Between the Bones

Fragments of language and story extracted from the body

 ~by Temim Fruchter 

Nine Other Prayers



Please let this never stop.


Because it’s not like breathing or walking I had to learn to pray. Because I am made of thighs and wine and restless ancestors I didn’t have to learn too much. We were girls modest at school and we swayed, we shuckled, not because they told us to, not because of choreography – though there was choreography – but because the bodies centuries behind our bodies made urgency of singing. This has made it harder for generations since to stand still.


Please stay.


I can’t stand still now. Born a swish of soft denim skirt, blunt rebound plastic orange chair to the backs of waking legs, yawning big for more air than the day school ceiling would allow. The swing of prayer comes easy and I am not graceful. I think desert wanderers, loop dancers, sea crossers, escape artists. I think irreverent scientists, ecstatic rabbis, clumsy angels, elderly acrobats. I hear the cotton morning voices of girls, some loud, some whisper, some cough and some sigh. One is deep and one is thin like a weedy pond. I hear and I think they hear me back.


Please sharp thing come and find me.


Now I believe in everything. I believe in too much. I believe too hard. I believe with furrow and with tongue, with curled toes and with stretched palms. I believe with paws, jowls, handles, rounds, echoes, caverns, lips. I am too ready, my everything. Thighs full of sediment melt and lie. Fingers through which there are no coincidences. The place between my cheeks where the rogue divine hums warm. Sometimes I sleep and arrogant dreams grow sacred cities between my shoulders. Sometimes only sadness grows there slow and quiet because everything is thick with truth and there is no time. But always, everything is on fire. No matter what dreams, there is no stopping that.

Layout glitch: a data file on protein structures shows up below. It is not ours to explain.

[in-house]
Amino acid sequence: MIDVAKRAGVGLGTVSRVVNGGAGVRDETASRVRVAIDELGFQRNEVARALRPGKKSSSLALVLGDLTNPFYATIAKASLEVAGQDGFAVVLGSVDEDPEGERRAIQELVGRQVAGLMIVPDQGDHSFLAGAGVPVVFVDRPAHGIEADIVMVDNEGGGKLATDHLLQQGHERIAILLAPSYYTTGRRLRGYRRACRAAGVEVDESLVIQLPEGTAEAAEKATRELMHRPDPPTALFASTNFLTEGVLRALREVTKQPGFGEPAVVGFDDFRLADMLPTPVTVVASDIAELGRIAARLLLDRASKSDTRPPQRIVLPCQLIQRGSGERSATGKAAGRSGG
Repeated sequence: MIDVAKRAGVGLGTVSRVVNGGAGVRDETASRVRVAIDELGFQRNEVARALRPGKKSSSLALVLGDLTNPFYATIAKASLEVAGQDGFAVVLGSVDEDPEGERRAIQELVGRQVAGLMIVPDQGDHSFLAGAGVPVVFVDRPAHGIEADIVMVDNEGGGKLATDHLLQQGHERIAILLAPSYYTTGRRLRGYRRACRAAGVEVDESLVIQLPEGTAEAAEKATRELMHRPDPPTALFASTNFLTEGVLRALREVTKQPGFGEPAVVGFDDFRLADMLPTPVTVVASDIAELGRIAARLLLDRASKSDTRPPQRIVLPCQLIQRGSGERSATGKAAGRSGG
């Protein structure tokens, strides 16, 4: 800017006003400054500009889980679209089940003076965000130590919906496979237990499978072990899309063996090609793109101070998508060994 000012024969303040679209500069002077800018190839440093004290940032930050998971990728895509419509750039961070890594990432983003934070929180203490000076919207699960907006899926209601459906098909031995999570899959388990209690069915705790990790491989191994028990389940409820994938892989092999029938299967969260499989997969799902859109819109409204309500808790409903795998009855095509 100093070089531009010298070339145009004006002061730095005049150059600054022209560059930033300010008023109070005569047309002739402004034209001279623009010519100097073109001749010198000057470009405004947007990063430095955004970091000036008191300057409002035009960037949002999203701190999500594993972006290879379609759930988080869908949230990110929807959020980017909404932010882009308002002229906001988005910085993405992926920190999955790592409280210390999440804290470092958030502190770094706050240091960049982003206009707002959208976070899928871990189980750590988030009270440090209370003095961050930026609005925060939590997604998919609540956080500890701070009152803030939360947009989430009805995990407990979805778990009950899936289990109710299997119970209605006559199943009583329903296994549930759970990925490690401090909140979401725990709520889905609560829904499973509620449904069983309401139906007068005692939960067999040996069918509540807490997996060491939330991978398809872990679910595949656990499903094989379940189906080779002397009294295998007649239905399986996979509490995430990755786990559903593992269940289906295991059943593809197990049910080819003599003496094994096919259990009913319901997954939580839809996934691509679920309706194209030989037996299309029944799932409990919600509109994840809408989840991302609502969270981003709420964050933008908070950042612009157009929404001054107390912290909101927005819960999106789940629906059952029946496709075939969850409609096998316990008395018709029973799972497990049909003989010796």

Please let it hold me.


It is the smell of the pages first, then the tiny gloss of the ink, and the chapel of the binding. I am looking for somewhere. I feel my eyes getting closer and closer to the words every day, until one winter morning, I feel the tip of my nose touch the fold and, almost instinctively, I squeeze the book shut to my cheeks, so that my face is buried in it. Suddenly all I am breathing is paper and handwriting and the ashes of ancient arguments. I want to stay in here so bad, hidden and accompanied, alone and among. This is a beautiful place, this dark insufficient shelter, and I am surrounded.

I don’t know if the other girls notice that I begin burying my face in my book every day when the standing prayer goes long. One day, even after we filter out of the room and head to our lockers, I realize that the thing I never need to tell anyone is that I am always in here. The Sistine of the inside curve of my head, the generations of high priests, low slow worshippers, handsome wolves. Everyone. Everyone is right here.


Please take what I have.


I have no book anymore, no fold, no room, no chairs, no girls and there are seldom words. Moments when I mean to point to the sky or to the ground my words fall heavy to sleep. Still my head is a temple and always I am alone with something or somebody else. I want vaguely without the end of a sentence. I have unborn questions. I close my eyes and my mouth and hope for a different-shaped way to tell you everything, and maybe even to ask.